Britain's New Plastic Money Doubles as a Record Player Needle

Multimedia artist plays music with Bank of England's new £5 bill

Money may not be able to buy you love, but it can apparently play you a tune.

Great Britain began circulating its new polymer £5 bill last month, a note which the Bank of England said is "cleaner, safer, and stronger" than ever before. But after a month's worth of fiddling around with it, intrepid British citizens realized the currency can also be used in place of a record needle.

Yes, in addition to being able to buy you £5 worth of tea and crumpets, the new note can also play your vinyl.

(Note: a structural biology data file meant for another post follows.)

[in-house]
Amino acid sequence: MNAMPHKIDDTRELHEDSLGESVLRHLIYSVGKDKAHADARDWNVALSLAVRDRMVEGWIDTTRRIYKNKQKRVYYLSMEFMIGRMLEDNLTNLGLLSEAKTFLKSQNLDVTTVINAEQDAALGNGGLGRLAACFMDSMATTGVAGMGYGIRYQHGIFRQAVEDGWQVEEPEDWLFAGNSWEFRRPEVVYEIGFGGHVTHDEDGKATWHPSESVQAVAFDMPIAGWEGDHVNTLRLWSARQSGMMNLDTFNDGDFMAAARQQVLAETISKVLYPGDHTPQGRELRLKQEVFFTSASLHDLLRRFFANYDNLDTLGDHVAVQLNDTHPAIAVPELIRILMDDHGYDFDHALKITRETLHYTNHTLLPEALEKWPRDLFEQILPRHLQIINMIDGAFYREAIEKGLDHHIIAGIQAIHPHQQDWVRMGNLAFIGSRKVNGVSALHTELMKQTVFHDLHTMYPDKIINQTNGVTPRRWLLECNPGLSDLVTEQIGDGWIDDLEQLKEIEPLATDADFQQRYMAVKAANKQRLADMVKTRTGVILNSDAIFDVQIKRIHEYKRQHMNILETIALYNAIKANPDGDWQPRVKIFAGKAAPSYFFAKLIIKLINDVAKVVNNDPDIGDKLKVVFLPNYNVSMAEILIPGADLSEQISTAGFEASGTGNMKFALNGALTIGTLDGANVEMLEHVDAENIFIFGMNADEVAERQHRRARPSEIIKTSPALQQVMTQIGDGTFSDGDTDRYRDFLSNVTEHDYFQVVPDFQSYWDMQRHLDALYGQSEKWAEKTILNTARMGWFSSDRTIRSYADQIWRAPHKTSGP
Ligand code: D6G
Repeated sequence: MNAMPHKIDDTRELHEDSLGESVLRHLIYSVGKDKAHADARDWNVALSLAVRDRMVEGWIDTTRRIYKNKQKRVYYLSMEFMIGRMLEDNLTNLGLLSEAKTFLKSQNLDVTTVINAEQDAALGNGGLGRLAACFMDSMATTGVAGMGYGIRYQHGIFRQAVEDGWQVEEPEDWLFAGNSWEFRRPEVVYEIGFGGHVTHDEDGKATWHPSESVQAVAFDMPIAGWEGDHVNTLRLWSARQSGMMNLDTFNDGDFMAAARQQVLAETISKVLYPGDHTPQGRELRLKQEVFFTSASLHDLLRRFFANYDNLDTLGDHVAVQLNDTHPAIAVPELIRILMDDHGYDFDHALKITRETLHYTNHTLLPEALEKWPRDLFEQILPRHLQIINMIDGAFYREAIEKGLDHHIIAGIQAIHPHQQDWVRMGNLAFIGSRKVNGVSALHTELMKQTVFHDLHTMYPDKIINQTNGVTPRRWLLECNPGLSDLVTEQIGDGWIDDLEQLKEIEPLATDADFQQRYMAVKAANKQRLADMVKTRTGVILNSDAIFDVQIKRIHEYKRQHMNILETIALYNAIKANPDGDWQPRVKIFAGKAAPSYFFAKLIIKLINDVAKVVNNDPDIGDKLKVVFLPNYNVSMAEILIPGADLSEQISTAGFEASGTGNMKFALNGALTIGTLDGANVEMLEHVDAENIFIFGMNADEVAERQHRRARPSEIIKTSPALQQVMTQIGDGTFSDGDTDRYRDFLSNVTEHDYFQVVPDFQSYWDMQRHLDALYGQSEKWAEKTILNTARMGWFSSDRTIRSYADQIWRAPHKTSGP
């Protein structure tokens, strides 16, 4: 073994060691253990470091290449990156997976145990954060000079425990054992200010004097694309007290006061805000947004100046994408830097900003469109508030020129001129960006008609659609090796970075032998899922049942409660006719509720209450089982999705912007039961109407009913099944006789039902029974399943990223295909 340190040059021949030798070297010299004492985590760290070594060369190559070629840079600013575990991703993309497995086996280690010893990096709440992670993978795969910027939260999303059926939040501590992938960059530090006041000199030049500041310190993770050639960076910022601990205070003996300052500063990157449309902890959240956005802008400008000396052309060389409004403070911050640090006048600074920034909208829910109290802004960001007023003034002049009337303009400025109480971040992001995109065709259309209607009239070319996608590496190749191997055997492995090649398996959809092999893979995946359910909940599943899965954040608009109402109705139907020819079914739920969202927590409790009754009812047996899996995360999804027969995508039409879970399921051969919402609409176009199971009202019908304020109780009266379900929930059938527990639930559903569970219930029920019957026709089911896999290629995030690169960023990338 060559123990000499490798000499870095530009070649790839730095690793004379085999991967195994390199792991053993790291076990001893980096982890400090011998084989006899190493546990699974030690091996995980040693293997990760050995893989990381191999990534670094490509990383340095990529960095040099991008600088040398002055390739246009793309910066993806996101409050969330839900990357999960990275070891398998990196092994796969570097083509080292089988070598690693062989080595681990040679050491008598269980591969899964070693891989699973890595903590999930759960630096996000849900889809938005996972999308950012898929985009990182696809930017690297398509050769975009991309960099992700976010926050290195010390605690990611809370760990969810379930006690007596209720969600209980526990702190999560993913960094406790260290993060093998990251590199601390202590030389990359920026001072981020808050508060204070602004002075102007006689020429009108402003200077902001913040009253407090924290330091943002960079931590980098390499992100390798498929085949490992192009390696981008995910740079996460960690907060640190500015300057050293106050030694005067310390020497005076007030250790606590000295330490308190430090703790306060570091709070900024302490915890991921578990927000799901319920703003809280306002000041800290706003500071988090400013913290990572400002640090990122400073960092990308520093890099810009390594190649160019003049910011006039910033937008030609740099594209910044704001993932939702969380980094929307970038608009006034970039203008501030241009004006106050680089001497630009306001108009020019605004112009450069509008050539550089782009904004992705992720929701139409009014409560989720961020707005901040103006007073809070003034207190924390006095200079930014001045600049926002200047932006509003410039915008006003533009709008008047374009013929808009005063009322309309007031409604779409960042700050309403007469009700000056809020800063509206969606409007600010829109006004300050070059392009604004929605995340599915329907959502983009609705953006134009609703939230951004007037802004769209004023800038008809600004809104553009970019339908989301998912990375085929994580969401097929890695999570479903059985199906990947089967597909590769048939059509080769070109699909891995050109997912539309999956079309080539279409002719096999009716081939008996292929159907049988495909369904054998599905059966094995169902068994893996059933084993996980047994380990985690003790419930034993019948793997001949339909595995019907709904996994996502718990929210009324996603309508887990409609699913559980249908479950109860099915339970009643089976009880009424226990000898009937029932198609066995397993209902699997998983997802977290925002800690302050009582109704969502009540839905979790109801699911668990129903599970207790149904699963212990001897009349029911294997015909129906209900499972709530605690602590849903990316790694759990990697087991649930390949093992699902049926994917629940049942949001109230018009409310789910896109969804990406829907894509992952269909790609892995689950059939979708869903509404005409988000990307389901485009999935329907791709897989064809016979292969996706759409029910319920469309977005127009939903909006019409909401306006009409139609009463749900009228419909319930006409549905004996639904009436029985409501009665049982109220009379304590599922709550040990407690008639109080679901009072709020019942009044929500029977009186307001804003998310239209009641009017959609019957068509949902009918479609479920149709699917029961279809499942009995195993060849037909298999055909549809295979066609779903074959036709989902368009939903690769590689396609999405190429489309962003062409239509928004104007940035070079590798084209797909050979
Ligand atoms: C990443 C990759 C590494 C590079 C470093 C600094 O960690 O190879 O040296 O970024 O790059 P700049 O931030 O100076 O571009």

According to Gizmodo, this strange secondary use was first discovered by an artist named Michael Ridge who specializes in playing music with wacky things like cacti, fish bones, tortilla chips, and, now, British money.

"I found the edges of the new plastic £5 notes to be quite sharp and hence potentially good at playing vinyl," Ridge told Gizmodo over email. "Set-up is very simple, a contact microphone is held on the back of the note which picks up and amplifies the music being played through the note itself, the contact microphone is connected to a small guitar amplifier off screen. The whole video [above] is recorded live with no editing."

However, it should be noted that the note can damage any vinyl it's used on, so be sure to test on a record you don't necessarily care about.